America's Lost Decade

Friday, September 02, 2011

When America entered the new millennium, the Clinton Administration reported a budget surplus of around $559 billion and the world was in a state of relative peace. With dot-coms booming, real estate values rising and seemingly no end to the nation’s economic prosperity in sight, the American dream seemed to be a reality for more people. But in 2011 the picture is less rosy. What happened over the past ten years, and does it add up to a lost generation; one without hope of achieving the American Dream?

Lesley Curwen, BBC correspondent, has been working on a new project which looks at what three wars, record unemployment and political gridlock has done to America in the ten years after 9/11.  Todd Buchholz, former White House economist during the George H.W. Bush administration and author of "Rush: Why You Need and Love the Rat Race," talks about the challenges the U.S. will face in the next then years to avoid having a "lost decade."

 

Guests:

Todd Buchholz and Lesley Curwen

Produced by:

Hsi-Chang Lin

Comments [7]

Bernadette Giandomenico from Massachusetts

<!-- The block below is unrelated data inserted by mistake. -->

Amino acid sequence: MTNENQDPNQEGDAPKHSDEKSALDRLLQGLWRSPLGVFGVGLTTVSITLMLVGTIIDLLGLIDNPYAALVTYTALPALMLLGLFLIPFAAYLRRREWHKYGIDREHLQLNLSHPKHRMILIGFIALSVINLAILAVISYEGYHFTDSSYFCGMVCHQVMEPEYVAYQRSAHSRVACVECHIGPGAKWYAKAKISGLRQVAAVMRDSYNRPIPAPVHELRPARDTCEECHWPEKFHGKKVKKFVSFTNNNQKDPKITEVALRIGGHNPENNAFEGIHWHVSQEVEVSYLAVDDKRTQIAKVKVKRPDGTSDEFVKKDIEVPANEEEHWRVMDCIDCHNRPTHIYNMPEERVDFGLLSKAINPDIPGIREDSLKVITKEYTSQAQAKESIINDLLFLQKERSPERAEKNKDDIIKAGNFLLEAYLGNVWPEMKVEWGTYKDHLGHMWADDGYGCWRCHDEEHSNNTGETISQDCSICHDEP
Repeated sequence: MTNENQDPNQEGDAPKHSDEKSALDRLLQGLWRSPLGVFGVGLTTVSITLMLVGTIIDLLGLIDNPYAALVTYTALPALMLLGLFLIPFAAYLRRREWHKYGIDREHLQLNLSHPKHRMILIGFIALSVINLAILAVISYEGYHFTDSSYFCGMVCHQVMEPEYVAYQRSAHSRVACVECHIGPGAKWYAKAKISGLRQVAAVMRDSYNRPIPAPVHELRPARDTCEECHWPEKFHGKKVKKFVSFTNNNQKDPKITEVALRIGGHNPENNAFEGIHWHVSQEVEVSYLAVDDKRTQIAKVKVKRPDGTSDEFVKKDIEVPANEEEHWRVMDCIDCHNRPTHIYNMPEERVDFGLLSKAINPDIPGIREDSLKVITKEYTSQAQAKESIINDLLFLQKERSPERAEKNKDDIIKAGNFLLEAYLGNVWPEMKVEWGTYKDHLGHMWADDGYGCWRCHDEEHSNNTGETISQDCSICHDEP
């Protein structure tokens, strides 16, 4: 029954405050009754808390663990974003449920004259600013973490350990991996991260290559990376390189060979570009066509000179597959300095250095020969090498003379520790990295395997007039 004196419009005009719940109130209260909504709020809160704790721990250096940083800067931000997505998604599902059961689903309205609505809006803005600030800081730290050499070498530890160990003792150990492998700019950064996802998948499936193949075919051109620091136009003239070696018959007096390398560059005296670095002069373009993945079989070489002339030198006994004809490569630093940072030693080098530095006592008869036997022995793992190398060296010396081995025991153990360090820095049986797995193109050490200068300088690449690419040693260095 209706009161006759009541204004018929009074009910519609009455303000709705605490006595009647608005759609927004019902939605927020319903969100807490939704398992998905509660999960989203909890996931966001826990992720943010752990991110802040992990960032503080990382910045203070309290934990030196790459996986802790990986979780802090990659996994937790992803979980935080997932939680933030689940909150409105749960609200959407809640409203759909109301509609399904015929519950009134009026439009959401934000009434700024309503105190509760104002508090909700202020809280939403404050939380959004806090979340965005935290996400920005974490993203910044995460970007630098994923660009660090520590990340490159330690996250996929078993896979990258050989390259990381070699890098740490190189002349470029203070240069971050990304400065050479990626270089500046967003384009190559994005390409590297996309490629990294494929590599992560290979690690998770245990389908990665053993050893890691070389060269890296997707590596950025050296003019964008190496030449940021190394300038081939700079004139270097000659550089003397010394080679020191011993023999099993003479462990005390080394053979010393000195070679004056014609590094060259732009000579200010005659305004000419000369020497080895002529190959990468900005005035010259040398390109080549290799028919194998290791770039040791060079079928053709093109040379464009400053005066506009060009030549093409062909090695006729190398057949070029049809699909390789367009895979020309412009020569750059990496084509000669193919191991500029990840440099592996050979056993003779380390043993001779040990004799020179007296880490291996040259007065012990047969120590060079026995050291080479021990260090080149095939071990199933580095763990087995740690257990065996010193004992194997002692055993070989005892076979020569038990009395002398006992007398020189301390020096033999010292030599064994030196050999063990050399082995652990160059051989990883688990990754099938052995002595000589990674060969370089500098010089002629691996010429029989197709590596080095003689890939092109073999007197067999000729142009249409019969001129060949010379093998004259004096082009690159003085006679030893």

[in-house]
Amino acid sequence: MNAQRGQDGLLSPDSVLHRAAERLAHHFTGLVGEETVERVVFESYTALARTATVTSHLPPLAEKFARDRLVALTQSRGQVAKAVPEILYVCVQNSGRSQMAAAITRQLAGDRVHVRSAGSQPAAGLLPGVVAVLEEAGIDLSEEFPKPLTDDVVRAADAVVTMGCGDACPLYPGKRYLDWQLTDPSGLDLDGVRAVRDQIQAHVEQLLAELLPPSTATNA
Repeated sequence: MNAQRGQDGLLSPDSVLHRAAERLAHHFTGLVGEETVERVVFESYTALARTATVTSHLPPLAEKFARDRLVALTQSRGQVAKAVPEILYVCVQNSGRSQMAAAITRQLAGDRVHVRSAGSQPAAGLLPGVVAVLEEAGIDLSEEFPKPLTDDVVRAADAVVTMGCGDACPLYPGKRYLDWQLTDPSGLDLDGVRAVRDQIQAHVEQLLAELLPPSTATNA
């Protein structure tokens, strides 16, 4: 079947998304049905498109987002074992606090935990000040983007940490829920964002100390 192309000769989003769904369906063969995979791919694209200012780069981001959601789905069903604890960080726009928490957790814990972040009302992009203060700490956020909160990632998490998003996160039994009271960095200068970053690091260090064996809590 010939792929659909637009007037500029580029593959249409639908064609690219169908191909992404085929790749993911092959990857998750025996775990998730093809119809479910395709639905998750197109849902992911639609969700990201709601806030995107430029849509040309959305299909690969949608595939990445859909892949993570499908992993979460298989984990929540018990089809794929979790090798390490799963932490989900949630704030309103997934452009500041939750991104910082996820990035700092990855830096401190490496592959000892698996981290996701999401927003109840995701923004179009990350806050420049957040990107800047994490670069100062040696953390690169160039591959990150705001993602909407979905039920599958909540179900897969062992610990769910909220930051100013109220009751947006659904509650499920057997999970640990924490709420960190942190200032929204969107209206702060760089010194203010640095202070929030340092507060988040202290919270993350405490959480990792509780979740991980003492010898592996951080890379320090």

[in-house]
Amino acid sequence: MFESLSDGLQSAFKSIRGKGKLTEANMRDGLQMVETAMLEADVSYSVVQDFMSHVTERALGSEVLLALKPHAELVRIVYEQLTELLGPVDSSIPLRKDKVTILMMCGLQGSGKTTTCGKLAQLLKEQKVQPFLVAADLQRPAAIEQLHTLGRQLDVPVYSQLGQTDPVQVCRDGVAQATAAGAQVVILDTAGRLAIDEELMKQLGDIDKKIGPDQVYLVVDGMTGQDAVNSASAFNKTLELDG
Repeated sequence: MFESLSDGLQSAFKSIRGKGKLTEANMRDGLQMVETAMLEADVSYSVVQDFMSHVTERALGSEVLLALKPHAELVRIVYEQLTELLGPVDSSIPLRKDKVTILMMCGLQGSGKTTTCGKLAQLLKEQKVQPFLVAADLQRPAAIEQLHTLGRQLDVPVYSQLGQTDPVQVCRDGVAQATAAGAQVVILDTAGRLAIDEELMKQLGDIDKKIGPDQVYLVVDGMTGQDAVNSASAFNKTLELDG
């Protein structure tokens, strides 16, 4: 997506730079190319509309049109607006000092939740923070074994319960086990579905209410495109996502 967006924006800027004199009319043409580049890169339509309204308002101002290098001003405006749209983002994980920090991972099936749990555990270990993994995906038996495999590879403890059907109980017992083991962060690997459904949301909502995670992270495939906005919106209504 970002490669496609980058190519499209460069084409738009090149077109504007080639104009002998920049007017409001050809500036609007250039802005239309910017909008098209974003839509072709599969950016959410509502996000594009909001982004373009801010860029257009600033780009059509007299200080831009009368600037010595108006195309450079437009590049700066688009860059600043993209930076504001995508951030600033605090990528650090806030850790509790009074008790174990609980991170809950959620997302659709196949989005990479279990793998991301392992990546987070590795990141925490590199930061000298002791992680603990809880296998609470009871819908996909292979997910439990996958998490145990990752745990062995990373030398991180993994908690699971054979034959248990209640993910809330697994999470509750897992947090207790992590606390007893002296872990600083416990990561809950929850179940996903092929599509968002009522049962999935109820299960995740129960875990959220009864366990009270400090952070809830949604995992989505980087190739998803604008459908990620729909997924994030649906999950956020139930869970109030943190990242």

It has been a tough decade in so many ways to be sure...but for me, I am also hopeful...from 2004 to now...I survived Leukemia, had my beautiful baby girl ( Maya ) in 2008 & my wonderful son ( Daniel ) in 2009....EVERY time I look at them I feel optimistic....I'm an immigrant to this country &, despite everything, I STILL feel like it's an amazing place with SO much to offer.

Sep. 09 2011 02:11 PM
amalgam from NYC by day, NJ by night

@ listener -

To further bolster the argument against the stated sentiment, that the US helped to

"spark various pro-democracy movements in the Middle-East,"

Listen to the last third of this segment of today's Brian Lehrer show. It shows that such a claim is risible.

http://www.wnyc.org/shows/bl/2011/sep/02/decade-911-conversation-tariq-ali-and-chris-dickey/

Sep. 02 2011 11:31 AM
amalgam from NYC by day, NJ by night

@ listener - As I specifically stated to you in the past, YOUR "foolish and false historical revisionism" revisionism knows no bounds.